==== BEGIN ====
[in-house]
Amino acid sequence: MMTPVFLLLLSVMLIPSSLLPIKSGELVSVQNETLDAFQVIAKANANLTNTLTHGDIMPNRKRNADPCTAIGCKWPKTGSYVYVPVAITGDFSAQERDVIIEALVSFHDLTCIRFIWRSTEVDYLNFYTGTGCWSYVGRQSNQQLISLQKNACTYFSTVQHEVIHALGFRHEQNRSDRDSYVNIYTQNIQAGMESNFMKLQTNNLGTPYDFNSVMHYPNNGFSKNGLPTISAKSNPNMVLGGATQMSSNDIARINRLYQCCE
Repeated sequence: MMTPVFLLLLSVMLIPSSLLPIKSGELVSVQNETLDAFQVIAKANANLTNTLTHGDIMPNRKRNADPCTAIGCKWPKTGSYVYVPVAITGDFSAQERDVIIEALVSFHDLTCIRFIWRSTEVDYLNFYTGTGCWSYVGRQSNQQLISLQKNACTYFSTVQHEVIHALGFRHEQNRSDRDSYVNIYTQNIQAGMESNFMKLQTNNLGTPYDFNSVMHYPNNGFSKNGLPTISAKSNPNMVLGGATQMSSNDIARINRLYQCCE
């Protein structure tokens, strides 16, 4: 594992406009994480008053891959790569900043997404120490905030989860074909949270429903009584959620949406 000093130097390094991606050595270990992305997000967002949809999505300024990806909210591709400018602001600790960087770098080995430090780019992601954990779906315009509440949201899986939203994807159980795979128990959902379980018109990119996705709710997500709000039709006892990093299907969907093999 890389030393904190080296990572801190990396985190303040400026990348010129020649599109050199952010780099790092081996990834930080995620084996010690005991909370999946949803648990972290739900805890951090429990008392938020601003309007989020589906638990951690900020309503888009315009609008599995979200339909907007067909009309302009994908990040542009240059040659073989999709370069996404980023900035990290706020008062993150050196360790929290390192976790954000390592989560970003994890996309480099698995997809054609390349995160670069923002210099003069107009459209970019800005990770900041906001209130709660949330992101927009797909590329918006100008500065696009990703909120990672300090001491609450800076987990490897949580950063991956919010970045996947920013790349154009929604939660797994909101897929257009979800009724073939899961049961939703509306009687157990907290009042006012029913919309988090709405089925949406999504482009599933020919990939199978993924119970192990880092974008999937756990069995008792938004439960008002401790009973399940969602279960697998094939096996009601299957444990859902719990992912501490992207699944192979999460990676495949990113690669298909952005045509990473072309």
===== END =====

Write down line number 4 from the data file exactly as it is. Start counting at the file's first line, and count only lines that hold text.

């Protein structure tokens, strides 16, 4: 594992406009994480008053891959790569900043997404120490905030989860074909949270429903009584959620949406 000093130097390094991606050595270990992305997000967002949809999505300024990806909210591709400018602001600790960087770098080995430090780019992601954990779906315009509440949201899986939203994807159980795979128990959902379980018109990119996705709710997500709000039709006892990093299907969907093999 890389030393904190080296990572801190990396985190303040400026990348010129020649599109050199952010780099790092081996990834930080995620084996010690005991909370999946949803648990972290739900805890951090429990008392938020601003309007989020589906638990951690900020309503888009315009609008599995979200339909907007067909009309302009994908990040542009240059040659073989999709370069996404980023900035990290706020008062993150050196360790929290390192976790954000390592989560970003994890996309480099698995997809054609390349995160670069923002210099003069107009459209970019800005990770900041906001209130709660949330992101927009797909590329918006100008500065696009990703909120990672300090001491609450800076987990490897949580950063991956919010970045996947920013790349154009929604939660797994909101897929257009979800009724073939899961049961939703509306009687157990907290009042006012029913919309988090709405089925949406999504482009599933020919990939199978993924119970192990880092974008999937756990069995008792938004439960008002401790009973399940969602279960697998094939096996009601299957444990859902719990992912501490992207699944192979999460990676495949990113690669298909952005045509990473072309």